Star cast: Raj Kumar Rao, Patralekha, Manav Kaul
Director: Hansal Mehta
What’s Good: Raj Kumar Rao is simply captivating. The guy’s fascinating rendering gives Citylights fluidity and intensity. The film’s first half has the edgy factor and is perfectly crisp.
What’s Bad: The convoluted climax and the film’s poignant story that has been battered to death by cinema, sucking out all its novelty.
Loo break: Nearly none.
Watch or Not?: Citylights is fashioned as an old wine in a new bottle as director Hansal Mehta seamlessly beaded together a heart wrenching story with a crime drama. Keeping intact the milieu of Mumbai in the film, the pace and packaging is all done to perfection. Though I have my reservations about the half baked climax, which lacks both thrill and conviction, the film is true to the word overwhelming in every sense of the term. It will be crime to cinema to miss Rajkumar’s best work till date.
Deepak (Raj Kumar Rao) is a small time shop owner in Rajasthan who lives with his wife (Patralekha) and daughter. Life goes haywire for him suddenly when his shop gets taken from him due to his inability to clear debts. Unable to find another way out, Deepak convinces his family to shift to Mumbai – a place that has better prospects for their small dreams, that nearly comes with the assurance that their needs will be fulfilled.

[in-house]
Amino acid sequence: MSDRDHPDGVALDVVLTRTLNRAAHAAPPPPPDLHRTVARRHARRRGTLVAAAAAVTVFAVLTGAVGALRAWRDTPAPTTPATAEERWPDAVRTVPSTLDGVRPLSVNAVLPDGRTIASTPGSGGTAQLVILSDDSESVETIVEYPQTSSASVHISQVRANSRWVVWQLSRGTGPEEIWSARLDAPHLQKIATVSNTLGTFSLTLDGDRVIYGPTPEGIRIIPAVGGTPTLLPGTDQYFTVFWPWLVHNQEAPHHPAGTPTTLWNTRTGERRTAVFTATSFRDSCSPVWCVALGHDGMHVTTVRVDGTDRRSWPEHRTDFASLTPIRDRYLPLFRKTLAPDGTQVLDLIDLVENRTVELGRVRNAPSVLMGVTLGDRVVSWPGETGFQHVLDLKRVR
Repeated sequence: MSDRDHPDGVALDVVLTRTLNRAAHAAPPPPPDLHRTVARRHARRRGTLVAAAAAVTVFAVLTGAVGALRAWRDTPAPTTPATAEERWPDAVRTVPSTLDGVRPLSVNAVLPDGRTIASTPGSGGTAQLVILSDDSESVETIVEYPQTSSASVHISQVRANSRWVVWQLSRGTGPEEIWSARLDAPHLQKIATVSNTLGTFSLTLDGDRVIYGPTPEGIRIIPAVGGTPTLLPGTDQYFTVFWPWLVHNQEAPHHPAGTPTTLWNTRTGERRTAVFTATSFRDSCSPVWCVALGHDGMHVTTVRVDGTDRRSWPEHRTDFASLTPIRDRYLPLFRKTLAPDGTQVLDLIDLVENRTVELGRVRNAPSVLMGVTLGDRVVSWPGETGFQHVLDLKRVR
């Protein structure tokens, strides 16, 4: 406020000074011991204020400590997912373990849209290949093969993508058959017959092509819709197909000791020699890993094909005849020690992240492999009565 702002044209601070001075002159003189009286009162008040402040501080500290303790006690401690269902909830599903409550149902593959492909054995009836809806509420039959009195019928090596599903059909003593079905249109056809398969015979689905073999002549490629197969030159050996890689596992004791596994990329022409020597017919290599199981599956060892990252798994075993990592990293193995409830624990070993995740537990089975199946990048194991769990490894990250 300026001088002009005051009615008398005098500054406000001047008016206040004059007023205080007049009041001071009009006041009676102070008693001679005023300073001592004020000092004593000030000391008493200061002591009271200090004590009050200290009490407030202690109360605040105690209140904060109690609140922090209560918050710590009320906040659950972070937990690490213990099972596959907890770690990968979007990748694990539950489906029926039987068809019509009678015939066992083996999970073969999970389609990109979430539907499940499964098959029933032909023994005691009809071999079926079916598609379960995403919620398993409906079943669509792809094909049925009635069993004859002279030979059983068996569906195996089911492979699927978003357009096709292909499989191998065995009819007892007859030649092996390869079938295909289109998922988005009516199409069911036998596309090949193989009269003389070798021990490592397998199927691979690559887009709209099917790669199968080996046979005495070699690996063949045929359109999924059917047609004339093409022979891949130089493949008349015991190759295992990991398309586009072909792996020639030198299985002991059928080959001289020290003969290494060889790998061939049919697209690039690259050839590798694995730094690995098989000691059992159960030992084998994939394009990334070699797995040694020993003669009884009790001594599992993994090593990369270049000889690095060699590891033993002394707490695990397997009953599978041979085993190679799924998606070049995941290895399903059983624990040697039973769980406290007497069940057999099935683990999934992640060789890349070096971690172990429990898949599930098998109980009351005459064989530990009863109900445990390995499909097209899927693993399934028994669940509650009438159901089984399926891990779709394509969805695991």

However Mumbai’s harshness takes a toll on them when they end up robbed, on the streets with nothing to feed their child. Will the family win the survival war against Mumbai or lose the game is the story of this film.
Citylights Review: Script Analysis
This film will have parallels to many depictions on the same theme, the most memorable one being Madhur Bhandarkar’s Chandni Bar. But Hansal Mehta doesn’t take the repetitive route and blends the Quintessential Mumbai story with a crime drama, giving it a very thrilling quality. Deepak, a small time shop owner of Rajasthan is forced to dream big and leave for Mumbai in search of livelihood. The harsh city doesn’t have any kind words for the young man and his family. Mugged and abandoned on the streets, the script’s ability to reek of despair is ace.
And still, hope is at bay at all times. The play with the irony in the script is also tackled with intelligence. On one hand, the family is mugged off ten thousand rupees and they end up living in an under construction building in a flat which will cost 3 crores when finished. One of the film’s most memorable scenes is when Deepak finally gets the job by blurting out a joke he probably barely understands, almost like a parrot. At every cue, the writer harps upon the fact that life never stops being whimsical for the havenots.
The gentle vein of the story loses its way half way through the film but the first half has ample of tender portrayals. The excited love making of the couple, the couple learning tid-bits of English from their young daughter are all images from the film’s happy moments. One cannot help but feel choked in the scene where Rao breaks down after hearing that his wife was compelled to take up a job as a bar dancer. Not only Rao’s top notch perfection makes the scene a somber delight, the impact of their rough realities forms the tone of the story then onwards. The distant memory of a hopeful Raj Kumar saying ‘Bambai mein samandar bhi hai.’ while convincing his wife to shift fizzles out.